Do the Rite Thing

Melanie Bayles, my friend and a new board member of the Musical Research Society, has taken on the task (among many, many other projects) of helping to organize a Messiah sing-along at the Mormon chapel this December.

First of all, what a great idea is a sing-along! To me, the perfect cultural event has elements of bridging and wonder. I made those terms up just now off the cuff, but this is what I mean by them:

“Bridging” is about uniting a group in a shared experience. Sitting in a darkened movie theater typically offers low levels of bridging. Sitting in a darkened movie theater at the midnight premier of a movie, surrounded by 500 vocal fans all dressed in costume, offers a much greater bridging.

 “Wonder” is the quality of an experience that seems to take you out of the mundane world for a time. Riding the elevator to the fifth floor usually only lifts you up in the physical sense. But stepping onto an elevator and discovering that a play is being performed inside is something remarkable that makes you stop and take notice.

 A Messiah sing-along has elements of both of those things: The people most excited to go are likely those who have heard the Messiah year after year, and have a shared enthusiasm for the piece. Being allowed to join in the performance of such a transcendent work of art is an experience of wonder.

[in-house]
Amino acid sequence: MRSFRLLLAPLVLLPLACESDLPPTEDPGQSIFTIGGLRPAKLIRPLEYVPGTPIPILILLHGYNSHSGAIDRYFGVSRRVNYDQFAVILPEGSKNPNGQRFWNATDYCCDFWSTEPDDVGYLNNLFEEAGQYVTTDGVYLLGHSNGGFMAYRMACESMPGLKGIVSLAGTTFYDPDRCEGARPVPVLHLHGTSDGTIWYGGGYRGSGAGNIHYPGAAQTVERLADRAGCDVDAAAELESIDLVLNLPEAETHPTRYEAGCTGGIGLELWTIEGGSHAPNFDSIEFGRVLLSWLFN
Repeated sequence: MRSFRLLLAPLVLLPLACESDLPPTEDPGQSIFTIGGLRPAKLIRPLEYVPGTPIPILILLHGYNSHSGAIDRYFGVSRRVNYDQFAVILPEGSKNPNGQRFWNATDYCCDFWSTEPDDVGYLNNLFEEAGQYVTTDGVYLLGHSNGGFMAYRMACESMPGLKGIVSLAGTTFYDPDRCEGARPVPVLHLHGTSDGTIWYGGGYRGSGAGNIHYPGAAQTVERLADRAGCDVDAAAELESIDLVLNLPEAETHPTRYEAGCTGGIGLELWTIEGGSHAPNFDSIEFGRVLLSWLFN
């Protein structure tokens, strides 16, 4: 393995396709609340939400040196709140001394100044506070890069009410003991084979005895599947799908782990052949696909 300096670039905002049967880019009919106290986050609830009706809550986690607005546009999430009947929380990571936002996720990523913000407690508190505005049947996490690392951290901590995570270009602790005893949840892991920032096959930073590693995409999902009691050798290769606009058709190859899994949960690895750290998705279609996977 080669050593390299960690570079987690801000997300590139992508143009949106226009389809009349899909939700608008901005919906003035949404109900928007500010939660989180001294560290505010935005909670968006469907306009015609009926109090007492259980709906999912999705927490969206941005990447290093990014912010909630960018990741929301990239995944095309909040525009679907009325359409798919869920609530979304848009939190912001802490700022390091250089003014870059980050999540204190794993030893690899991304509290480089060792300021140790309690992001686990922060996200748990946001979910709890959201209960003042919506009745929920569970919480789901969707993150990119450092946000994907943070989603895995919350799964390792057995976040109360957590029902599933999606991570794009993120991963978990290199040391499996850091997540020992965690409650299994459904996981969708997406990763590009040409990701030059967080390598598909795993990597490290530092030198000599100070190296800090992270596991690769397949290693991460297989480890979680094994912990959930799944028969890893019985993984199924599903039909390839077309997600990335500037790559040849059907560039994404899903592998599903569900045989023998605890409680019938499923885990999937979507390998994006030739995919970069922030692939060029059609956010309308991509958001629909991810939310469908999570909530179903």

And so, this is how my mind works:

I think, Huh. A Messiah sing-along. That’s pretty cool. What’s another, unexpected application for that kind of experience?

Ah. I’ve got it: Stravinsky.

I think perhaps the time has come for a Rite of Spring dance-along.

2014.7.18 Rite of Spring

Drawing of Marie Piltz in the “Sacrificial Dance” from The Rite of Spring, Paris, 29 May 1913


Just like in a Messiah sing-along, the dance-along would have soloists to carry some of the more technical sections, and the volunteer amateurs would be broken up into small groups, each with a trained leader or two for them to follow.

But while a Messiah sing-along generally taken seriously, with the goal of reaching as near transcendence as possible with an untrained ensemble, the Stravisnky dance-along would primarily be about having fun. If you look at Nijinsky’s original choreography, it was designed to be “primitive” anyway, so a group of willing participants might get a great laugh as they stomp, and clap and run in circles, followed by refreshments.

Considering the fact that fistfights broke out at Rite of Spring’s premier, it seems proper to turn it into an experience that would be a real riot.

What other cultural [blank]-along do you think needs to be invented?

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